What does it really take to provoke us to outrage?
Wholesale plunder, as it is, can only make us mouth disgust and indignation, but that’s a long way from outrage. Outrage is a feeling that bubbles over and snowballs and collects into a critical mass capable of bulldozing a bad guy out of office and any further ambitions.
It’s something like what led to the impeachment of a chief justice or like the current senatorial investigation of accusations of corruption against the vice president.
More desirable in fact would be a quicker and more decisive process, one devised to determine not one’s guilt, in the legally minute yet fixable way of the courts, but one’s lack of worthiness for any position of leadership.
The sight of an apparently murdered homosexual, with her head halfway into a toilet bowl, doesn’t seem to do it for us either; indeed, even before we can gasp at the cruelty and human degradation that characterize the crime, we’ve already begun passing judgment on the victim, disguising it all as natural curiosity, raising questions about her homosexuality and about the propriety of her going out with a young American soldier, the alleged attacker, while already engaged to be married—to a German guy.
The same hypocrisy surrounds one’s interest in what the rape victim was wearing at the time of the attack. What’s happened to us? Our tolerance for heinous crimes has certainly gone up; we tend to complicate or rationalize matters for ourselves in order to escape their glaring moral implications.
At our Sunday breakfasts with journalists and other observers of public affairs, these things are discussed, and the case of the murdered homosexual provokes a range of views.
“It’s class prejudice,” says one. The idea is easy enough to accept; after all, we’re not exactly a classless society.
“It’s about gender,” adds another. The news describes the victim as a transgender, even as the fact has been established that she was a transvestite. We seem to think there’s wider acceptance of gays in our society, although it’s actually more like an uncomfortable tolerance.
In a rape case where the victim was a certified female and the accused another American soldier, it’s whispered about that she and her family have been compensated with green cards, among other currencies.
“It’s all in our culture,” says the oldest of the journalists around. “And it’s a culture that has developed in us a warped sense of hospitality: As hosts we bend backwards for visitors.”
To the US soldiers here under the Visiting Forces Agreement, he goes on to illustrate, “our house is their house.” Of course, the hospitality does not extend to murder, but apparently, in the homosexual’s case, the teenage macho soldier may have had his share of trauma of war to blame for his rage and just lost it. But that’s yet another diversion from the simple brutal fact of murder.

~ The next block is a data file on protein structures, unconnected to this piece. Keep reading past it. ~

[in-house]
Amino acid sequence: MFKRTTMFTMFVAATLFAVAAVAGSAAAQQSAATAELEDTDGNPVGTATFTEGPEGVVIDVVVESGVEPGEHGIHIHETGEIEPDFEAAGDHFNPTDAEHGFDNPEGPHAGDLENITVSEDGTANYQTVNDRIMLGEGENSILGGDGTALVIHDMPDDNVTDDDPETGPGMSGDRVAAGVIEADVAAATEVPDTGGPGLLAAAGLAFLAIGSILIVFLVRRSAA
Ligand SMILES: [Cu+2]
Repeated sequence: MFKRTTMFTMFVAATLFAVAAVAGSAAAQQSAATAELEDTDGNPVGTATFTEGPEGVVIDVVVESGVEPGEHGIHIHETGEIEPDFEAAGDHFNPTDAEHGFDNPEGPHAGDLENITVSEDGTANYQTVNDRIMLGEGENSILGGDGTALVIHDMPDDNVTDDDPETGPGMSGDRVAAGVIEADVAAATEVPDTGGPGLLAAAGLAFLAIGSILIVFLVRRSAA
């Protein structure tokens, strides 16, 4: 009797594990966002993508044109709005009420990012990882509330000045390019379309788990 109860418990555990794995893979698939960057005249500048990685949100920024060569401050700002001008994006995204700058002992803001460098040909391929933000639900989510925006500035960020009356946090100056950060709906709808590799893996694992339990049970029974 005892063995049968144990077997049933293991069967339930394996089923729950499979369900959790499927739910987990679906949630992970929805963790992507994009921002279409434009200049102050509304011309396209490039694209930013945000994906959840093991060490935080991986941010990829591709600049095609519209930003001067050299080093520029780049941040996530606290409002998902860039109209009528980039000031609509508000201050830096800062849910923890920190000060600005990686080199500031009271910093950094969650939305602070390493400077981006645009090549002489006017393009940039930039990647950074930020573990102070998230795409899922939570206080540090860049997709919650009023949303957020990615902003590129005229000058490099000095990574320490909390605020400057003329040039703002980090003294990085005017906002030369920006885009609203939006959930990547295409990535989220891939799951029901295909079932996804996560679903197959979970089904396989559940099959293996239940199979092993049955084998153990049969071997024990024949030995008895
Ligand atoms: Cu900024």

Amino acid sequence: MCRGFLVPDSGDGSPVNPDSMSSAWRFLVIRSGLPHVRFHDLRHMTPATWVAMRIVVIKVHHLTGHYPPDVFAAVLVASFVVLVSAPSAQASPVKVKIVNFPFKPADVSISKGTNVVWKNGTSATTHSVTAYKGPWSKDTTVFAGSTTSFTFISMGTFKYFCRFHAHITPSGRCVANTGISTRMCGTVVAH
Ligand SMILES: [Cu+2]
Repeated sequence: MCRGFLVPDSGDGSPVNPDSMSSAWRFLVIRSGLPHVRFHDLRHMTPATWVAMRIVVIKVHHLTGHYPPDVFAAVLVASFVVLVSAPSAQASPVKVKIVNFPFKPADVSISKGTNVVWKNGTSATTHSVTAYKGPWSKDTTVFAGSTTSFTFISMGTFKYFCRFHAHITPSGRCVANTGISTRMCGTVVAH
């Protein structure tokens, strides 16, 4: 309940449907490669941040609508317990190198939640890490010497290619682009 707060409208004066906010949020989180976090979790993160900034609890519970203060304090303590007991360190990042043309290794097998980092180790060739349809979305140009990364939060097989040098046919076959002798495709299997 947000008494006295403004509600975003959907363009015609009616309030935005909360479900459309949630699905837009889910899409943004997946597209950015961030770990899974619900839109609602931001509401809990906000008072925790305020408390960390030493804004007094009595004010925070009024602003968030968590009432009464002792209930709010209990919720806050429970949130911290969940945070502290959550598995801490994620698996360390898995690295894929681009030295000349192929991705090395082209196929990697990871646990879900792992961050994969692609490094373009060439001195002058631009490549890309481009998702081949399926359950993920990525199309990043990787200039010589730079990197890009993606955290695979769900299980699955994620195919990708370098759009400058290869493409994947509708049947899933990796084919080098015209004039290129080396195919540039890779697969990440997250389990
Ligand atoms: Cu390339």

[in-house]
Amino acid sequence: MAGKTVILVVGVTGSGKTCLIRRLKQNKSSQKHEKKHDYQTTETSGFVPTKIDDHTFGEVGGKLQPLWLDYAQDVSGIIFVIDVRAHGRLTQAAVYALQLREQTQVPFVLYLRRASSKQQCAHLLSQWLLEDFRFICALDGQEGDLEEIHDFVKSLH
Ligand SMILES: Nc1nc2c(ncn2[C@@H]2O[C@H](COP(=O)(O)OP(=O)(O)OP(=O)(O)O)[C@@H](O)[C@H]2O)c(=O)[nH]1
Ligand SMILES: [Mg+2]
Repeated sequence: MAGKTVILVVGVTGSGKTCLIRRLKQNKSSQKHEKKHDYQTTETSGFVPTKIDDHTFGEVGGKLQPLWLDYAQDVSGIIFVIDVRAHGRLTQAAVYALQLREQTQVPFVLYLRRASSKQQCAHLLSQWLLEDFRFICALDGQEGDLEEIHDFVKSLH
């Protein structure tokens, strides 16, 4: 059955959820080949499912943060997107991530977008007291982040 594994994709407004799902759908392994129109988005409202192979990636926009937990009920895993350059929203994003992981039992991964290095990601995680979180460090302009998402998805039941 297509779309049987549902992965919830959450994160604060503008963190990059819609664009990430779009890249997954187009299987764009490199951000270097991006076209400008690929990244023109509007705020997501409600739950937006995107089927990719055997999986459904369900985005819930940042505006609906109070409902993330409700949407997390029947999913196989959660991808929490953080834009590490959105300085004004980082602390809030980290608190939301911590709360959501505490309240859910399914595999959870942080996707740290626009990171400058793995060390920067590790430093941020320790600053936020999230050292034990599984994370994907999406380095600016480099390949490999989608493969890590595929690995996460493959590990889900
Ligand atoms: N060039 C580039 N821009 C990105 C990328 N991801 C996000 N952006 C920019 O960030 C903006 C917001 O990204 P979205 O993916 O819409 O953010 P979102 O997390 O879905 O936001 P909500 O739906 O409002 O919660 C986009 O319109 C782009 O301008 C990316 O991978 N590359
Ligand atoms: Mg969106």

We’ve seen the desperate but only righteous reactions of the victim’s family, but we have yet to hear from the family of the accused—not one word of sympathy. That reflects cold confidence; the government will do everything to get its soldier off. After all, in the US, soldiers are a privileged class, revered for their sacrifices for country.
The victim’s family, on the other hand, can only hope for realistic concessions, which will always be short of justice. If we still feel no outrage in the face of the victim’s mother’s screaming sorrow, we must have become numb in our hearts, for it’s precisely there that honest outrage comes, rising naturally.
Again it’s Fr. Tito Caluag who puts things in perspective for me, this time in his homily during the observance of the ninth day after the death in October of my 96-year-old uncle Marcos Roces, one truly upright and moral man of the old school, of another time.
Proper outrage, he says, is not against the perpetrator and the gravity of his crime; it is concern about the victim and the injustice done to him at the moment of the crime and the justice denied him after that. And the victim here is not one person, not one family, not one community, but an entire underclass which has next to nothing in life, the very same victim of plunder, as well, he says.
He singles out corruption, “a moral issue that runs deep,” he says. It may well be the murder of the poor, the murder of their hopes and their future.
Father Caluag urged the family of Marcos Roces to honor and respect him and the rest of its forebears by carrying on their legacy of honor, moral integrity, and humanitarian love that goes beyond fences and bloodlines.
Indeed, the absence of outrage seems to me a clear sign of our disconnection from our God-given human hearts and conscience, in perilous disregard for our honorable ancestors’ legacy.